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ment, Mistress Miriam ; I try to do what little I can," he said, eyeing her from head to foot. “The poor girl is better; your medicines did her a vast deal of good. Will you just step in and look in upon

her."

Miriam preceded the fat, round, little miller into a smart parlour, which had been furnished after the most approved taste, when its owner had been flattering himself with the hope of Gwenthlean's being oue day its mistress.

" What do you think of this little room," said the miller, looking complacently around him on the pink walls, four foot square carpet, round mahogany table, six green-painted chairs, dimity window curtains, chimney ornaments, and his own likeness in full, suspended over the mantelpiece.

“Think it quite tasty, indeed, Mr. Jenkins, should have imaagined that a lady had been in the case. People do say that Mrs. James, the widow "

“ No such thing-no such thing. Never thought of her,” said the miller, disdainfully. “ Not genteel enough for me."

“ Well, I always said so: but then there's no accounting for teeste. Some people think her handsome ; for my part, I never could admire those vulgar kind of women."

The miller invited Miriam to follow him to the sick-room, where she acquitted herself so well; administered the medicines so gently, and spoke so sensibly upon the subject of sickness, and the uncertainty of all earthly things, that the miller began to think she would be a capital nurse for the gout, to attacks of which he was occasionally subject. When they returned to the little parlour.

“ Did you ever see my house over ?" asked the miller.

Now Miriam had seen the miller's house over more than once, chaperoned by his ancient domestic, but she did not think it

VOL. III.

prudent to admit the circumstance, therefore she simpered forth a negative.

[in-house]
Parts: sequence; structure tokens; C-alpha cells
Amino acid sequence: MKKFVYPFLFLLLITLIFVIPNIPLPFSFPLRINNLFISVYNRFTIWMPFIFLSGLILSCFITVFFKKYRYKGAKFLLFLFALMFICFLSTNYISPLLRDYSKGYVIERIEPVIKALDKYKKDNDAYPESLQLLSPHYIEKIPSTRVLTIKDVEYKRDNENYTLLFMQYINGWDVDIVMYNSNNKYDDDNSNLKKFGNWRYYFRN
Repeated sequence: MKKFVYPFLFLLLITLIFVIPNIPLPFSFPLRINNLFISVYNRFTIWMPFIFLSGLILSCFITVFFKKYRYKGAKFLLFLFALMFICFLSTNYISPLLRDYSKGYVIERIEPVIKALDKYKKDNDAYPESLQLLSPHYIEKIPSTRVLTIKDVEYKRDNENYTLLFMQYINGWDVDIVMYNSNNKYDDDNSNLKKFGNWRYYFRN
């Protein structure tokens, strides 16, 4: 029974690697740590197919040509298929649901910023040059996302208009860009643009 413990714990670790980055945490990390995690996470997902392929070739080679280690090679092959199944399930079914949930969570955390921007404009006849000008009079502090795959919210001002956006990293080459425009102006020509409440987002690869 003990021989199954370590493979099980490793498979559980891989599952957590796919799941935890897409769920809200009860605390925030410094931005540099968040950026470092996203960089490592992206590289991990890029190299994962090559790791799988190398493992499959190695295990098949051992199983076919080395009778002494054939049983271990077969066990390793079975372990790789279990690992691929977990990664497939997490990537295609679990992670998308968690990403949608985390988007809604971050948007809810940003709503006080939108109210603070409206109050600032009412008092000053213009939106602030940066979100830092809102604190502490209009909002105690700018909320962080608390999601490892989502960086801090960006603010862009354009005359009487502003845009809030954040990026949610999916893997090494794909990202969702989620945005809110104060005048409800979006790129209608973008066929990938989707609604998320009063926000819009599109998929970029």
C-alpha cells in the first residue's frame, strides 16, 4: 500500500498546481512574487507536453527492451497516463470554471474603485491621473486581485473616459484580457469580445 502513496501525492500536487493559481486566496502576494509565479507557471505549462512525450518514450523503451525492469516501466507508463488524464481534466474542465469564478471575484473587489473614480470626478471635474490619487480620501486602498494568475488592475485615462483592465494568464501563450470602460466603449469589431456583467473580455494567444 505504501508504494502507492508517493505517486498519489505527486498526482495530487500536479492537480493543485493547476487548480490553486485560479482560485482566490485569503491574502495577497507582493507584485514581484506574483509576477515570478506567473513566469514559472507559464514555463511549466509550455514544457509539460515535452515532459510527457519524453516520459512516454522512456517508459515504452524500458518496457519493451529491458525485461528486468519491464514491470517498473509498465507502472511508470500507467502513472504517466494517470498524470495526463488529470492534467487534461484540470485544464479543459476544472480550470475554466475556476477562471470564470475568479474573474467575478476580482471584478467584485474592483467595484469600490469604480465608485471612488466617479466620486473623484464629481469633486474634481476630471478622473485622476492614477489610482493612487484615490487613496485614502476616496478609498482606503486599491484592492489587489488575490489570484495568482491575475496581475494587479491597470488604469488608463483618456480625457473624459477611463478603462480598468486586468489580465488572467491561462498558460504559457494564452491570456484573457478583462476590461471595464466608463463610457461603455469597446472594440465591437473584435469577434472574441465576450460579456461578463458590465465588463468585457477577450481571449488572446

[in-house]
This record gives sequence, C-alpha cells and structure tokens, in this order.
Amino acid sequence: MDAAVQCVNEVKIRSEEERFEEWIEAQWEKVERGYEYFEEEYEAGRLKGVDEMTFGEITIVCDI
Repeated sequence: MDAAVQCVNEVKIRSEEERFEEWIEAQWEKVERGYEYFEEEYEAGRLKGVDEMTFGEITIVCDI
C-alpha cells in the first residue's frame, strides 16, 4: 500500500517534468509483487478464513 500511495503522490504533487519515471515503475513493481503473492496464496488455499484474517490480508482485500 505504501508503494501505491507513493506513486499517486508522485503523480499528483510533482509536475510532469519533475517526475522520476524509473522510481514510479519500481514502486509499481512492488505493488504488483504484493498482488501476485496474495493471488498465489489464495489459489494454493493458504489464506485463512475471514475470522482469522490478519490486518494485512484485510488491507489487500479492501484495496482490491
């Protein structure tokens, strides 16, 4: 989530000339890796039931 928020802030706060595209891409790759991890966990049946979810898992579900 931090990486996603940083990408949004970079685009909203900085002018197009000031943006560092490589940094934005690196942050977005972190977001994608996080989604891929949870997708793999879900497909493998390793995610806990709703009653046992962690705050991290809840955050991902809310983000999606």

* Perhaps," pursued the miller, “ you would like just to take a glance of it," and without further ado, he walked with her through the different down-stairs apartments of kitchen, back kitchen, and out-house, after which he trundled up-stairs, at which Bliriam's modesty and delicacy were a little shocked, but as her companion did not appear to share her fine feelings, she smothered them. There was a best room, with a four-post bed and curtains; bed-side carpets, and a real Marseilles quilt; and Miriam thought to herself what a nice chamber it would be with a few improvements, in the shape of a muslin blind, and a looking-glass; and if she had the arrangement of it, what a tasty place she would make.

It would be impossible to say what a variety of new ideas darted through Miriam's mind, during the space of time

that it took to parade through the house, and it would be equally impossible to describe the novel sensations of the miller, as he saw her tall straight figure gliding from one article of furniture to the other, with expressions of admiration, and an óccasional allusion to the great good luck of the lady, who, after so many reports, should be so fortunate as to obtain the miller's hand and heart. At last they landed in that elegant parlour with the glass-window above the door, looking into the kitchen, in which the miller's heart seemed always most at ease, and his person most important.

“So you think me not so bad off, after all then, Mrs. Miriam ?” he premised. : “I have lived too long in the world, and seen too much of good society-gentlefolks of all ranks—for that, I should think !" replied Miriam in a flattering tone.

That sentence was the luckiest hit she ever made, since the miller supposed it to contain an allusion to his being a gentle

man, a bit of flattery he could never resist.

“And you think then," pursued the miller, expanding himself something like a turkey cock, “that a lady might find herself comfortable or so here?

“She must be a very unconscionable person indeed, if she could not, Mr. Jinkins," said Miriam, looking down upon the four-foot square carpet, with a modest simper.

And supposing you knew any such person, do you think there would be objections to her having a cumbrance along with this mill and its belongings ?”

" According to what sort of a hindrance, it was likely to be, Mr. Jinkins," said Miriam, affecting an arch look from the corner of her eye.

“Well now, we'll just suppose that it was the sort of 'cumbrance I might chance to be, Mrs. Howels-what would any lady say to that?"

The miller expressed this sentence with

ch

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